Viewpoint

The Shifting Instructional Technology Landscape

What the future holds for learning management systems and related technology

The look of instructional technology is changing rapidly, as are the roles and strategies of the IT professional. Higher education technology’s legacy was characterized by six key areas: a strong sense of faculty ownership; hidden costs of free systems and networks; content and delivery mechanisms that were not well-differentiated; unstructured innovation; systems that would neither scale nor integrate; and service levels that were little more than “We’ll give it our best”--all with security being a mere afterthought.

College and local first responders go far beyond tabletop emergency exercise

Hamilton College and New York emergency response agencies team up for extensive drill

A child is abducted from a local middle school. The abductor flees to a local college campus, where he crashes into another car resulting in the death of two students. He runs into a wooded area with his hostage. A manhunt begins, an employee is shot, and additional people are taken hostage inside an academic building.

These events were all part of a well-scripted drill, not an actual tragedy. Nevertheless, anxiety ran high.

MOOCs not the answer for everyone

Online courses can be effective, but “massive” is another ballgame

In the fall semester of 2001, I taught an online course for the first time. Sept. 11, 2001 was traumatic and life changing for millions of people worldwide. But for students, staff, and faculty at Borough of Manhattan Community College, the events of 9/11 were visceral.

Seven students working in the Twin Towers were killed, the newly renovated Fiterman Hall was destroyed when 7 World Trade Center collapsed, and many students and faculty witnessed the destruction from a very close range.

7 Ways to Nurture Graduate Outcomes

Institutionwide ideas for helping students get a return on their education investment

As rising tuition and the uncertain job market pressure families to spend their college savings wisely—and to even question the value of such spending—colleges and universities are more likely to be evaluated based on their return on investment. It is not just academic quality and prestige that today’s prospective students look for. They also demand a proven track record of graduate school admissions, job placements, and earning potential in relation to the overall cost of enrollment.

Business Education that Sells

Experiential learning defined

In any endeavor, it is prudent to begin with the end in mind. This strategy proved to be successful throughout my business career, which culminated in a position as a managing director at Merrill Lynch. When I turned my attention to business education, I decided to once again start at the end.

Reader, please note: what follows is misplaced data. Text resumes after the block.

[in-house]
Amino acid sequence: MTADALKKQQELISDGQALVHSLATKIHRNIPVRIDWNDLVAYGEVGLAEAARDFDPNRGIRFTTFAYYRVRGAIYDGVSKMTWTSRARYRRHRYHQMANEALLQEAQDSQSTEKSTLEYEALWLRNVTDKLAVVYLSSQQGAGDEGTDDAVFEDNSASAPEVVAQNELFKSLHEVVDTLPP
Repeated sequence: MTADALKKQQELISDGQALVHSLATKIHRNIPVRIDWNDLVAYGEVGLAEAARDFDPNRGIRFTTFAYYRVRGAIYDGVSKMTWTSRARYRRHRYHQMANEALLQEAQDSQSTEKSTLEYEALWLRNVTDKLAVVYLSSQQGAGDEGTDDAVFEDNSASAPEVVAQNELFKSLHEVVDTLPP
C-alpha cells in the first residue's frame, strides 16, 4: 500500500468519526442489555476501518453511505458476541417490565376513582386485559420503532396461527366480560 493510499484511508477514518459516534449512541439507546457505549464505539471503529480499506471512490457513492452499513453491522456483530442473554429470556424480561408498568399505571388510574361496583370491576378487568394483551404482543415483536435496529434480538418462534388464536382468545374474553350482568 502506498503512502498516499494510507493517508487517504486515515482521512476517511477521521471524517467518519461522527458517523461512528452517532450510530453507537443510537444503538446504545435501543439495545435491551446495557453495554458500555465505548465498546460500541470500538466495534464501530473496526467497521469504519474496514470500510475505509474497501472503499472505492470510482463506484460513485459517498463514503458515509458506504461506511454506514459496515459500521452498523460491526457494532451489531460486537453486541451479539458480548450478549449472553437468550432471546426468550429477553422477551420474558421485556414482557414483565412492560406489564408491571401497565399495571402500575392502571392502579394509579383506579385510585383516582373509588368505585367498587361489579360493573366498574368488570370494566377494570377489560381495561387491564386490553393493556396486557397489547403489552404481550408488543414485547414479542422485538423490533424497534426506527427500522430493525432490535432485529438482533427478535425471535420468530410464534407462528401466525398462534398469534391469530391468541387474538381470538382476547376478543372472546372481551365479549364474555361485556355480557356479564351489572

Pay Stub Parking Plan

Managing the demand for employee parking with salary-based parking rates

Clark Kerr, one-time president of the University of California system, once characterized the university as “a series of individual faculty entrepreneurs held together by a common grievance over parking.” It’s a lighthearted definition, but one rooted in truth.

The Plight of Part-Time Faculty

What shapes the perspective of these faculty—and what supports they need

Part-time faculty play a vital role in university life. They teach large intro courses and classes; they are more likely to teach evening classes, which provides flexibility in course scheduling and attracts students who work during the day; and they accept last-minute teaching assignments when campuses add new class sections due to high student demand.

Right Leader, Wrong Campus?

Refining the presidential search process

As university presidents gathered at this fall’s conferences and seminars, the usual question of “How was your summer?” likely produced more than perfunctory, polite responses. It was a wild season for a number of higher education leaders. In June, the president of the University of Virginia was “temporarily” fired by her board for not being aggressive enough in pushing new initiatives.

Attacking Both Sides of the Balance Sheet

Public universities doing more with what they have—and doing it better

Preached by a select few in academe who saw the recession approach like a speeding freight train, the do-more-with-less philosophy—finally—is gaining traction and critical leadership support in higher education both nationally and abroad. Yes, finally.

Protecting Home Field

Universitywide coordination in the oversight of athletics

A popular tradition has taken place on many college campuses on Saturday mornings this fall. Students meet with visiting alumni and share storied traditions while preparing to cheer their football team against a rival school. As the marching band plays the school song and kickoff arrives, attention may be drawn to the entrance where the home team will take the field. Fans notice that the star player has not and will not join the sidelines.

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